Other studios have attempted to split the difference between preserving the moviegoing experience (and revenue) and the relative safety of streaming by releasing films in both formats at the same time. This is what Universal and Blumhouse have done with several of their most recent pictures; even high-profile films like the 2022 remake of Stephen King's "Firestarter" or the last two entries of David Gordon Green's "Halloween" legacyquel trilogy were available to stream on Peacock on the same day they premiered in theaters.

"M3GAN," however, was a different story. According to Deadline, the film was always planned for the big screen; instead of simultaneous theatrical and streaming premiere, Universal gave it a good old-fashioned wide release on over 3,500 screens across the country — a major vote of confidence in this day and age. And in exchange for that vote, the film wildly overperformed on its first weekend, grossing over $35 million in ticket sales when its estimated performance was nearly half that.

Glowing reviews

But can a film really meme itself into boffo box office? Well, yes and no. Certainly the wildfire popularity of the M3GAN dance helped raise the film's public awareness, and other than "Avatar" there was little competition in the first week of January for either eyeballs or dollars. But it's also true that the film has received glowing reviews from critics; its Rotten Tomatoes shot straight into "Certified Fresh" territory with near-unanimous praise. Early positive notices may well have brought in skeptical audiences who feared that the film was nothing more than a 20-second viral scene with 100 minutes of fluff around it.

The dance scene may not have been in Cooper's script, but the tricky tone that allows it to exist alongside grisly death scenes is very much present on the page. This is a film that understands exactly what it is; as critic Katie Rife wrote in her review for RogerEbert.com, "It fills a kiddie pool with ridiculousness and splashes around in it." While it's more overtly comic than Cooper and Wan's previous collaboration "Malignant," both films are fully committed to their premises, rooting even the goofiest moments in the emotions and anxieties of the characters. "M3GAN" is a movie about a killer doll, but also about the way technological advances replace the human touch, literally or figuratively, and the pressure that society places on women to be mothers, whether they want to be or not.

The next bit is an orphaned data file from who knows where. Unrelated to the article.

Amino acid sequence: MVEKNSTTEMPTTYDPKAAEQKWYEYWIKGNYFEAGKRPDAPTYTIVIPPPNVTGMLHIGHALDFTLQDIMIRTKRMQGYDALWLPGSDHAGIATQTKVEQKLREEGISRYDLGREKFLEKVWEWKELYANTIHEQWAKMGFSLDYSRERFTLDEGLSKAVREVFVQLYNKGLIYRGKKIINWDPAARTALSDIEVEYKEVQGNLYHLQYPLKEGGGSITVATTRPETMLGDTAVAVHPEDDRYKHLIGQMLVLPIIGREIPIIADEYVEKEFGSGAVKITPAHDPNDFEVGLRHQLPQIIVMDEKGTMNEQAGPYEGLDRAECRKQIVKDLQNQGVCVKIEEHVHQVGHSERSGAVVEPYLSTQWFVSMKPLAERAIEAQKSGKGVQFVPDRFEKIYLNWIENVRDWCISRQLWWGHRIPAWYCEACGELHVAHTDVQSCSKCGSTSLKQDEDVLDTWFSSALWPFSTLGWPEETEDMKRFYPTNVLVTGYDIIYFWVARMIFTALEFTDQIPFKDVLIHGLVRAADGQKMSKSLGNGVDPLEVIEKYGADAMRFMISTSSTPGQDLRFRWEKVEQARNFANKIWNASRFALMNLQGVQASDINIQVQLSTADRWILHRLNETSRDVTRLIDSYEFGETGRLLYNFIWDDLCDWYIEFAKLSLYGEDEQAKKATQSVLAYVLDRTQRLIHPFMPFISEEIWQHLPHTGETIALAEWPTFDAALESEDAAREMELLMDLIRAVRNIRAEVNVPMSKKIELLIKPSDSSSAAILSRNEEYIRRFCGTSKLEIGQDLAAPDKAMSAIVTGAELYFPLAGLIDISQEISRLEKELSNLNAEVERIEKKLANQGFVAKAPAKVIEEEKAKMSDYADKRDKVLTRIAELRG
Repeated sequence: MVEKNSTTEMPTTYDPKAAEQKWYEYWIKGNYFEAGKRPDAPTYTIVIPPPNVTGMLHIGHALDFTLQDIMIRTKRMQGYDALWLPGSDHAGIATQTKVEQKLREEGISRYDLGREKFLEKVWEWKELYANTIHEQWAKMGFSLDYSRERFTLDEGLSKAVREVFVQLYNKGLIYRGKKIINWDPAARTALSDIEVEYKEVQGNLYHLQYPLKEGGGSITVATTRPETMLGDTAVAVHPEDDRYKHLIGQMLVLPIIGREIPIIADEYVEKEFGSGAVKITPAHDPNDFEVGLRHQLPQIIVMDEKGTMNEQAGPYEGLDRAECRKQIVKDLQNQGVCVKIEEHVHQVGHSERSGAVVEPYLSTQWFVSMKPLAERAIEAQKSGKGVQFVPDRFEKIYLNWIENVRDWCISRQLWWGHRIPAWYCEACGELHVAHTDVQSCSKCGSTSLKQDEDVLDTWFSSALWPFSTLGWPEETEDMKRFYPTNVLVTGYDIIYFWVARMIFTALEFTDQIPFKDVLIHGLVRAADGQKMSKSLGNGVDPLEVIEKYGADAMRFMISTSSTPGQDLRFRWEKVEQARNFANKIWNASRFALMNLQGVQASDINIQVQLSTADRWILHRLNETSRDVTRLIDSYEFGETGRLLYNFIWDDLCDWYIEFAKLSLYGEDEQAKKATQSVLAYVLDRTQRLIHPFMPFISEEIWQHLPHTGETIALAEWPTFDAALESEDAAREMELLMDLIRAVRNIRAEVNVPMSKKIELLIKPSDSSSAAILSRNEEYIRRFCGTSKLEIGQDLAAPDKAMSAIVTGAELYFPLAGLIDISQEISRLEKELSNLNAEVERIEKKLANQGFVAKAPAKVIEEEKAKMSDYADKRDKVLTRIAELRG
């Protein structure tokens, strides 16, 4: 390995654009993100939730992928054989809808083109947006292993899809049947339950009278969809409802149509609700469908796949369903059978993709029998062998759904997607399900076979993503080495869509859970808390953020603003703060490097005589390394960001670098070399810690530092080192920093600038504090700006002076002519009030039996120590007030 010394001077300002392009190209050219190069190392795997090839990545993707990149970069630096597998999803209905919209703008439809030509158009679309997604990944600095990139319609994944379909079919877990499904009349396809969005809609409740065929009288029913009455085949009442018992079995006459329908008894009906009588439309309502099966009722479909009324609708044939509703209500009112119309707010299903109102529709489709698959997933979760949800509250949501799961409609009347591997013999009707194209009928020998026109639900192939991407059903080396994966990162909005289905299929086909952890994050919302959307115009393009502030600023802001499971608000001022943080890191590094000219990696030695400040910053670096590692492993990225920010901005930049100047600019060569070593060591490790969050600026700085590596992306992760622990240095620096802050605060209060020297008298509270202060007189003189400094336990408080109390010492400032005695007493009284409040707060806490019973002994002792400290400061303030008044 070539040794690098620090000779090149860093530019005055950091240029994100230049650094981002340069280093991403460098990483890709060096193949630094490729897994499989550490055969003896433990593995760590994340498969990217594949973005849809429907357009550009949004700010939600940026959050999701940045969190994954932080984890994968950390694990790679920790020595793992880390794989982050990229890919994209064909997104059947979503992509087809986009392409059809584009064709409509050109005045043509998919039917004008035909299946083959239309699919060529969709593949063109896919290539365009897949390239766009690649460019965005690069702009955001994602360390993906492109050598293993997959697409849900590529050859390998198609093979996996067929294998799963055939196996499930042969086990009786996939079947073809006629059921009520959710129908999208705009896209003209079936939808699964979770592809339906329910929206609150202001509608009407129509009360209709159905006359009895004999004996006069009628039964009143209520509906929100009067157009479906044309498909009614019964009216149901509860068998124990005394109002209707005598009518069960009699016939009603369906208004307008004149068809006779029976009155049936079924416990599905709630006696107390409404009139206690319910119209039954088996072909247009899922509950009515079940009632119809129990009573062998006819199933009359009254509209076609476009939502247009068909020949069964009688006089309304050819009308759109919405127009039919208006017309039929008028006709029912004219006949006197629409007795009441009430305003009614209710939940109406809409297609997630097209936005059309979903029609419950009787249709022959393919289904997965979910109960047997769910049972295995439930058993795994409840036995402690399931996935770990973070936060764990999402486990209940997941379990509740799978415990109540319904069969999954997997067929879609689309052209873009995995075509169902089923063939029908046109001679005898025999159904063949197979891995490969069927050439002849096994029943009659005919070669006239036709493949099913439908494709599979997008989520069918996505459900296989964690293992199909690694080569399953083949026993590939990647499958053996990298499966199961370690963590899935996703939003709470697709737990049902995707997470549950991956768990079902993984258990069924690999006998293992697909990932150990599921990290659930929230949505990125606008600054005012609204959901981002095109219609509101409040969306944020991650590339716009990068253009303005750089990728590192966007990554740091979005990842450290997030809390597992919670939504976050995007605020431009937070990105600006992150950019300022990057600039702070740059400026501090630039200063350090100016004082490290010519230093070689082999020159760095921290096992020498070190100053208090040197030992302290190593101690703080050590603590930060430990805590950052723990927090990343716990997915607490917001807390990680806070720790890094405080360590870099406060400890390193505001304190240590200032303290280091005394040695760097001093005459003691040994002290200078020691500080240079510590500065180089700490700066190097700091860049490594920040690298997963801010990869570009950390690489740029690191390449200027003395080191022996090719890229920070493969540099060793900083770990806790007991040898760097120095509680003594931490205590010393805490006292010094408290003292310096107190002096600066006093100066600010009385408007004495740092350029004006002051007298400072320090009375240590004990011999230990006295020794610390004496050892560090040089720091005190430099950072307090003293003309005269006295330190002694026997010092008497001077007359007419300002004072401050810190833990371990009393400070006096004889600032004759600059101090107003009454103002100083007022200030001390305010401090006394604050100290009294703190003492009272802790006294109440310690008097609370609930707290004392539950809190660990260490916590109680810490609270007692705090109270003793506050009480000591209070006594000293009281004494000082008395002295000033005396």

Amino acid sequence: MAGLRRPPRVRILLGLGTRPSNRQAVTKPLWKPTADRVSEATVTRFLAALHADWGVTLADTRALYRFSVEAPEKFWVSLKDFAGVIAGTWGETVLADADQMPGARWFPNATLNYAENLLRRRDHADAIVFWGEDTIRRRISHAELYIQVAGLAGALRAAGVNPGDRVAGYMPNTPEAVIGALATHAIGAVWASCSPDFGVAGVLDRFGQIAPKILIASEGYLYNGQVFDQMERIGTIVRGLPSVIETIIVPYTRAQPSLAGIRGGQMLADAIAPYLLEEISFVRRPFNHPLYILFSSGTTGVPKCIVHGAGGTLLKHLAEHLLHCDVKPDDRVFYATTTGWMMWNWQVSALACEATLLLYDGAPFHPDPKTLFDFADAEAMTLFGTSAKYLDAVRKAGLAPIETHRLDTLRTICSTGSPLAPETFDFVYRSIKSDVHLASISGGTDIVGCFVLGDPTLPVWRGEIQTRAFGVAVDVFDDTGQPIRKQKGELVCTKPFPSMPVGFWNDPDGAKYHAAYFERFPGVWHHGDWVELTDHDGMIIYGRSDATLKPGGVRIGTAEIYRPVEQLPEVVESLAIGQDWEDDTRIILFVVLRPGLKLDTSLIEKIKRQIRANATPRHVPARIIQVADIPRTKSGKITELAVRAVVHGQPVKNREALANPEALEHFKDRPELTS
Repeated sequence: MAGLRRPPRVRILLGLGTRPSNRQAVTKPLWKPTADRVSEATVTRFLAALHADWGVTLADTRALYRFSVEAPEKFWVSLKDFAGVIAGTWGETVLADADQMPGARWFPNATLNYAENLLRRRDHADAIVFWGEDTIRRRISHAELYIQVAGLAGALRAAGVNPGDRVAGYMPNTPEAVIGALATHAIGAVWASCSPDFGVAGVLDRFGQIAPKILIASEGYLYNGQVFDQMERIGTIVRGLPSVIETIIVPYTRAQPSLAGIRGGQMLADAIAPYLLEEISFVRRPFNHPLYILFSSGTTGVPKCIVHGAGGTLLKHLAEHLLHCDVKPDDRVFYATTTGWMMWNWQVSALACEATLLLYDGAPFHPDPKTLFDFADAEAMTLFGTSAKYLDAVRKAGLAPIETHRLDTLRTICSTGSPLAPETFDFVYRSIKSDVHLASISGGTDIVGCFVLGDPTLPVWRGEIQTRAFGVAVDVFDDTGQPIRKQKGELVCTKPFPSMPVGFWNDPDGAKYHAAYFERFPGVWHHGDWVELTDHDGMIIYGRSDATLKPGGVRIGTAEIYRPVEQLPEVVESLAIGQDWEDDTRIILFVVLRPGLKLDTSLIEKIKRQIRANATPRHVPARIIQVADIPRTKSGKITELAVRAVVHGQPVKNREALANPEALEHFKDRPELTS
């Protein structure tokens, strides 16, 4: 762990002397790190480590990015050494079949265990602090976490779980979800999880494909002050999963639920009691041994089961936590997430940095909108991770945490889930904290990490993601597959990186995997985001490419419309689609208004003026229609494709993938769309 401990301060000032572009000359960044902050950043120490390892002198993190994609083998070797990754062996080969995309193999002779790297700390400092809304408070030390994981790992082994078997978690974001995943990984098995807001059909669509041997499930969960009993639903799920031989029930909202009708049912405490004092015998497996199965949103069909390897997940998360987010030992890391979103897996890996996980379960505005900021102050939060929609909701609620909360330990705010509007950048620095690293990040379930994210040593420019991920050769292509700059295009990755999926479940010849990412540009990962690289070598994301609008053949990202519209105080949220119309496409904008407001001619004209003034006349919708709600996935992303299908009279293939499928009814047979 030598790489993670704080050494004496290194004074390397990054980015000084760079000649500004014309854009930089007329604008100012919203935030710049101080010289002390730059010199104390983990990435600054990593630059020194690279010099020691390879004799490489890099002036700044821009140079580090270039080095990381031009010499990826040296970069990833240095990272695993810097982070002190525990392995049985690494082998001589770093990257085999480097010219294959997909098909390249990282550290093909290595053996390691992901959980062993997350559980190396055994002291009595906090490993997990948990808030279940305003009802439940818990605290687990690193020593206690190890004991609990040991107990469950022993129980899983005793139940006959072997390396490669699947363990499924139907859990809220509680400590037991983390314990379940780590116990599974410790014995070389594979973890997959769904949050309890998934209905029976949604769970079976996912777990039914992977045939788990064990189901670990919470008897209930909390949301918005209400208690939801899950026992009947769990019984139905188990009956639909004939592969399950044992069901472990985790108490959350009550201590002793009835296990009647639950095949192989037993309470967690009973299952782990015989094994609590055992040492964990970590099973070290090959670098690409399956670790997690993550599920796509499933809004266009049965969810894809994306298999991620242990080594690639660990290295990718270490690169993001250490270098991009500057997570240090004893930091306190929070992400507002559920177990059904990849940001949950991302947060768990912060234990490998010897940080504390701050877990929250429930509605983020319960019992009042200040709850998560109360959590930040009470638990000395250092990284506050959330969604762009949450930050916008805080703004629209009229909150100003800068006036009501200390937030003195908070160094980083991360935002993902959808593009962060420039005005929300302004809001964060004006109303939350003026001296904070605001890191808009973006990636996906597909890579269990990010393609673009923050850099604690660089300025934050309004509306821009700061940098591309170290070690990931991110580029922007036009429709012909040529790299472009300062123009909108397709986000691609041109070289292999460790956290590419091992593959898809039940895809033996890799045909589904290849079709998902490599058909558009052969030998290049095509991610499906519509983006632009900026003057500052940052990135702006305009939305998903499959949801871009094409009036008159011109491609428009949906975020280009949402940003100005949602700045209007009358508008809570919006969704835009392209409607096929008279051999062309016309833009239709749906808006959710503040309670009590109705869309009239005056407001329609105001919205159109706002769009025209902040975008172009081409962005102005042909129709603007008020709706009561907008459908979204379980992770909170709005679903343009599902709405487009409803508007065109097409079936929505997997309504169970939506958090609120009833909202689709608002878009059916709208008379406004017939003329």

A new gay icon

"M3GAN" may not just be about a killer doll, but it is still very much about a killer doll — a center-parted psychopath dressed like a Victorian schoolgirl crossed with a 1970s businesswoman. A four-foot menace whose eyes may be fake, but they can still judge everything she sees. A My Size Barbie come to life with an ice-cold demeanor and a sassy mouth. Perhaps not surprisingly, before the movie was even released she was declared a new queer horror icon (via Out). While Cooper attributed the movie's (and character's) popularity in the gay community to the film's themes of found family, others have a more simple and blunt explanation: As one Twitter user put it, "she's a fashionable, murderous doll that does cute dances and says c**** s***."

As funny a reply as that might be, there are some deeper appeals to M3GAN besides her "camp little dancey dance." Before the film was released, author and academic Joe Vallese spoke to Vox about the character's imagery and her place in a continuum of "subverted femininity" that includes recent horror villains like The Babadook, the deformed mother living underground in 2022's "Barbarian," and Octavia Spencer's eponymous "Ma." 

As Vallese sees it, the limitations of sexual expression in a heteronormative society lead many queer people to identify with the characters who are considered monsters. "We think, we can't be ['Nightmare on Elm Street' heroine] Nancy so we'll be [Freddy Kruger]," he said. "We can't be Laurie [Strode from 'Halloween'], then we're Michael [Myers]."

More M3GAN, please

So what lies ahead for 2023's first great horror villain? While the film ends fairly definitively for M3GAN herself (at least her robotic body), you can never count a good monster out. After its first successful weekend at the box office, Universal has already begun talks of a sequel. Johnstone, for one, seems excited for the prospect of another visit to the M3GAN-verse, telling Variety, "There are so many ideas that we had and facets of M3GAN's personality that we wanted to explore. I totally think there's more to say."

But we may not have to wait for a brand new film to get more M3GAN in our lives. According to Cooper, Universal cut a lot of the violence and gore out of the film in order to secure a PG-13 rating, and an expanded, R-rated (or unrated) edition may be in the works. "No shade to Universal, love them, and I understand that once the trailer went viral, teenagers got involved and you want them to be able to see it," she told the Los Angeles Times (via Deadline) about the decision to release the PG-13 version. "There should be an unrated version at some point. I heard it was on the books." Hopefully we'll be able to see M3GAN unleash her full bloody power in the future.